Tidal Energy Explained: All You Need to Know

Tidal Energy Explained: All You Need to Know

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Grace Smoot

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Tidal energy is one of the most underused and underexplored renewable energies that promises one of the lowest levels of carbon dioxide emissions. So, we had to ask: What is tidal energy really, and how can it help mitigate climate change?

Tidal energy is the conversion of the movement of ocean water volumes into electrical energy. Per KWh produced, tidal energy emits 22 grams of CO2 on a life-cycle basis. Tidal energy helps combat climate change and has various environmental benefits, however, more research and development is needed.

Keep reading to find out all about what tidal energy is, its global capacity, its carbon footprint, its environmental benefits and drawbacks, and how it can mitigate climate change.

The Big Picture of Tidal Energy

Tidal energy contributes to the avoidance of greenhouse gas (GHG) emissions from the burning of fossil fuels (e.g., coal, oil, natural gas). It is classified as a renewable energy source because the resource (water) naturally replaces itself over time. 

How Is Tidal Energy Defined

Tidal energy is defined as the conversion of the movement of ocean water volumes into electrical energy through the use of various tidal systems.

Tidal Power: power that comes from the movement of the tide (= the rise and fall of the ocean that happens twice every day) and that can be used especially for producing electricity”

Cambridge Dictionary

Tidal energy is potential energy created by tides, height changes in sea level that are caused by the gravitational pull of the sun and moon coupled with the rotation of the earth. Tides are complex, and most major bodies of water also have internal tidal systems. 

What Are the Different Types of Tidal Energy 

There are three types of tidal energy technology:

  • Stream: turbines are placed in tidal streams. The machines are large and can disrupt the tides. The size of the turbine and the location of the tidal stream will dictate the level of environmental impact.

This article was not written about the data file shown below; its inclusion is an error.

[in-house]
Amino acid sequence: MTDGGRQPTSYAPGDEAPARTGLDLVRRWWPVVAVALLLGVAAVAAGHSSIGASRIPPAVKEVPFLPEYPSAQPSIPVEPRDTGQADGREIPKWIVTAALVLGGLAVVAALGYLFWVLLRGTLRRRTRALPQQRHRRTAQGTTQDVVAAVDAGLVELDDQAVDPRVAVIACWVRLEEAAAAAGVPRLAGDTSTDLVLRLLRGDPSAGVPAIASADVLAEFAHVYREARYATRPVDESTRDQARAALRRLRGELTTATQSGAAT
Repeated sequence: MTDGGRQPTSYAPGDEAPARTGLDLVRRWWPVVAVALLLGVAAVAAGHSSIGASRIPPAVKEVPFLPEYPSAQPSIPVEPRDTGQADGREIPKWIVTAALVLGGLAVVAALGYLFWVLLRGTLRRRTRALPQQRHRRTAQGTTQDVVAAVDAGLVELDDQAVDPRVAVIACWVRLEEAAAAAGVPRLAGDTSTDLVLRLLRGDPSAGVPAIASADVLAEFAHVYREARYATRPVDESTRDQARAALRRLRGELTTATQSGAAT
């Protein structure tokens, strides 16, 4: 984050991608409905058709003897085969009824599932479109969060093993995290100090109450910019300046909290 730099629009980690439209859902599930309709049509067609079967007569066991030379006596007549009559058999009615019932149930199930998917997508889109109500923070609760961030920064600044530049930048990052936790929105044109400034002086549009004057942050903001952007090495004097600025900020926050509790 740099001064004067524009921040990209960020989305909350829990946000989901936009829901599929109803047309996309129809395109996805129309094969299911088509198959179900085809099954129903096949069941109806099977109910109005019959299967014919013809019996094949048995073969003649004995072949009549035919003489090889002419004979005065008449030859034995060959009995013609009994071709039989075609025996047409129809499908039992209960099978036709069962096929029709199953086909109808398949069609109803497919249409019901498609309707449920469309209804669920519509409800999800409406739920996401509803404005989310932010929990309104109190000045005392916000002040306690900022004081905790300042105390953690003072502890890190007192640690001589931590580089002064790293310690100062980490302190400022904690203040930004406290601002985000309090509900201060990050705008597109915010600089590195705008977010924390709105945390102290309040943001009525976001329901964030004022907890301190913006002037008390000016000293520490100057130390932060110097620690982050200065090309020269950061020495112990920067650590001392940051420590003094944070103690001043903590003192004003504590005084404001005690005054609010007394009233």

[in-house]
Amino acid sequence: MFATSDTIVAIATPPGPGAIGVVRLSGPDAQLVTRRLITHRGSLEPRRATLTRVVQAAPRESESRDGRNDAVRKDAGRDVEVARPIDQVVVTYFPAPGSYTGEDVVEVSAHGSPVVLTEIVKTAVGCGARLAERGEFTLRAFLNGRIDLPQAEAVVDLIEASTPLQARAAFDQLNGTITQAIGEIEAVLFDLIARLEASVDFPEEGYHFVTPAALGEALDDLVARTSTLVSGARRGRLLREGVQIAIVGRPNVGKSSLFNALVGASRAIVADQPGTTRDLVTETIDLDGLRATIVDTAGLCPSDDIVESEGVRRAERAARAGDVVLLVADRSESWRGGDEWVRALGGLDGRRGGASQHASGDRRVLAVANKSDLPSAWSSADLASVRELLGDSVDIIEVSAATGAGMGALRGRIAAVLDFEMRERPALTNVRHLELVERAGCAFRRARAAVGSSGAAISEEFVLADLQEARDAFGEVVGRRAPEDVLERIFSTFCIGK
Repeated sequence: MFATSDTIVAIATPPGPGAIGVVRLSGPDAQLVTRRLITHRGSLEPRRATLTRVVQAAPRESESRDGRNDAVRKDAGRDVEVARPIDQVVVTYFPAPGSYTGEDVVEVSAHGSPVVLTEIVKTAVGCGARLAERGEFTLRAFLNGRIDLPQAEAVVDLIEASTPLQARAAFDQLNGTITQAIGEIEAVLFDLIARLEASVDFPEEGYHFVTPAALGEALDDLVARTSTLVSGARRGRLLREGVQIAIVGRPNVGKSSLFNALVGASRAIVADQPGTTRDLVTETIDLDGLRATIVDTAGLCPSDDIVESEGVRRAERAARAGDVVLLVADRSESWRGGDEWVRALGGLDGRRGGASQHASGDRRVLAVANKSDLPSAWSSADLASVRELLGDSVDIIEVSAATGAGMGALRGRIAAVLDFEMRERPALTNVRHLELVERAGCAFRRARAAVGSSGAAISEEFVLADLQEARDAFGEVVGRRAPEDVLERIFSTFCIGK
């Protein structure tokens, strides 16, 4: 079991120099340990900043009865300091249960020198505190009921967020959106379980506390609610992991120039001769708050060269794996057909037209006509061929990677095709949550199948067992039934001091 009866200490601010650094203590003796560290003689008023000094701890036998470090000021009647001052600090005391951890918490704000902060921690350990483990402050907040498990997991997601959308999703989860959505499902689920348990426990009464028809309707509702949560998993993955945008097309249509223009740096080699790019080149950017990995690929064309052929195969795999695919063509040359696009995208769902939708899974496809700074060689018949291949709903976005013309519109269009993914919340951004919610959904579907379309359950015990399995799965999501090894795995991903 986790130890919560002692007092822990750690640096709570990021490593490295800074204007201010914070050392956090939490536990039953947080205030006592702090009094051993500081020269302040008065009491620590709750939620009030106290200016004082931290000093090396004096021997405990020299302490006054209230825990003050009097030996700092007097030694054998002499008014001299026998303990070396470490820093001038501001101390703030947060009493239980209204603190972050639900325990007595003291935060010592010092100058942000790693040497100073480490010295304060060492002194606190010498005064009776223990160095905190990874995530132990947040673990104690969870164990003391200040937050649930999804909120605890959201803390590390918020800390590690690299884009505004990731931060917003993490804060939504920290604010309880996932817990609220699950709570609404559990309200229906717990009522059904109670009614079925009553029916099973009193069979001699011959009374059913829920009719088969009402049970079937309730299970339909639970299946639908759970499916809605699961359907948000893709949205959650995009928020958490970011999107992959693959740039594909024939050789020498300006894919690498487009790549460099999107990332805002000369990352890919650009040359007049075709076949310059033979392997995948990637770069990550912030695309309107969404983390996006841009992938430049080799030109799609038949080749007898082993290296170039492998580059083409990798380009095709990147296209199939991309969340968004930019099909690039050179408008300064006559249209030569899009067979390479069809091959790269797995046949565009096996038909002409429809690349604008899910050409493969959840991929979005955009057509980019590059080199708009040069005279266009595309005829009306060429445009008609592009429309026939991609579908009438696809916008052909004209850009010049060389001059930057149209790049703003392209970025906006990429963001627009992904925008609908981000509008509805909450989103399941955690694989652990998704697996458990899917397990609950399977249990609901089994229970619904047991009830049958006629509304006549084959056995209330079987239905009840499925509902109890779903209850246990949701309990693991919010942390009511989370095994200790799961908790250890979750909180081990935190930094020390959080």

• Barrage: a barrage (dam) is placed across a river, bay, or estuary. The barrage gates open as the tide rises and close at high tide, creating a lagoon. The water is then released through the turbines which spin a generator to create electricity. Barrages cause significant land disruption within the tidal range, and the change in water and salinity levels within the lagoon can harm plant and animal life. Also, turbines in barrages move fast and can kill marine life in their blades. 
  • Lagoon: a body of ocean water is partially enclosed by a man-made barrier. Lagoons function in the same manner as a barrage, but they generate continuous power and can also be constructed along a coastline. Lagoons provide a minimal level of environmental impact but also generate the least amount of energy. They can be constructed with natural materials like rock and would easily allow marine life to pass through. 
What tidal energy isTidal energy is defined as the conversion of the movement of ocean water volumes into electrical energy through the use of various tidal systems.
What the different types tidal energy areThe three types of tidal energy technology are stream, barrage, and lagoon systems.
How tidal energy worksTidal energy is generated when tidal turbines, barrages, and lagoons use the rise and fall of tides to produce electricity.
The global capacity of tidal energyThere are roughly 3,000 GW of energy stored in the world’s tides. South Korea, France, the United Kingdom, Canada, and Belgium are the top 5 tidal energy-producing countries taking advantage of this large energy-generating potential.
The carbon footprint of tidal energyEstimates for the life-cycle global warming emission of tidal energy are below 22 grams (0.05 pounds) of CO2 equivalent per kWh of electricity produced. 
The environmental benefits of tidal energyTidal energy is a predictable, stable, and concentrated energy source that mitigates climate change, promotes energy independence, and creates jobs.
The environmental drawbacks of tidal energyTidal energy may negatively impact estuarine ecosystems via underwater noise pollution, habitat changes, and wildlife collisions with turbines.
Tidal energy and climate changeTidal energy combats climate change by mitigating the temperature rise, sea-level rise, ice melting, and ocean acidification associated with global warming.

How Does Tidal Energy Work

Tidal energy is generated when tidal turbines, barrages, and lagoons use the rise and fall of tides to produce electricity.

How Does Tidal Energy Actually Produce Energy

Tidal energy operates in the following way:

  • Stream: Moving water turns turbines in tidal streams. The turbines power generators which produce electricity. 
  • Barrage: A dam (dam) is placed across a river, bay, or estuary. As the tide rises, water enters the reservoir. When the water is released it passes through turbines, turning them and powering generators to produce electricity.
  • Lagoon: These operate in the same manner as barrages, but they generate continuous power and can also be constructed along a coastline. 

The electricity is then transported via underwater cables to a substation on land where it is transmitted to consumers by transmission lines. Transformers receive the electricity and either increase or decrease the voltage as needed before it can be delivered to consumers.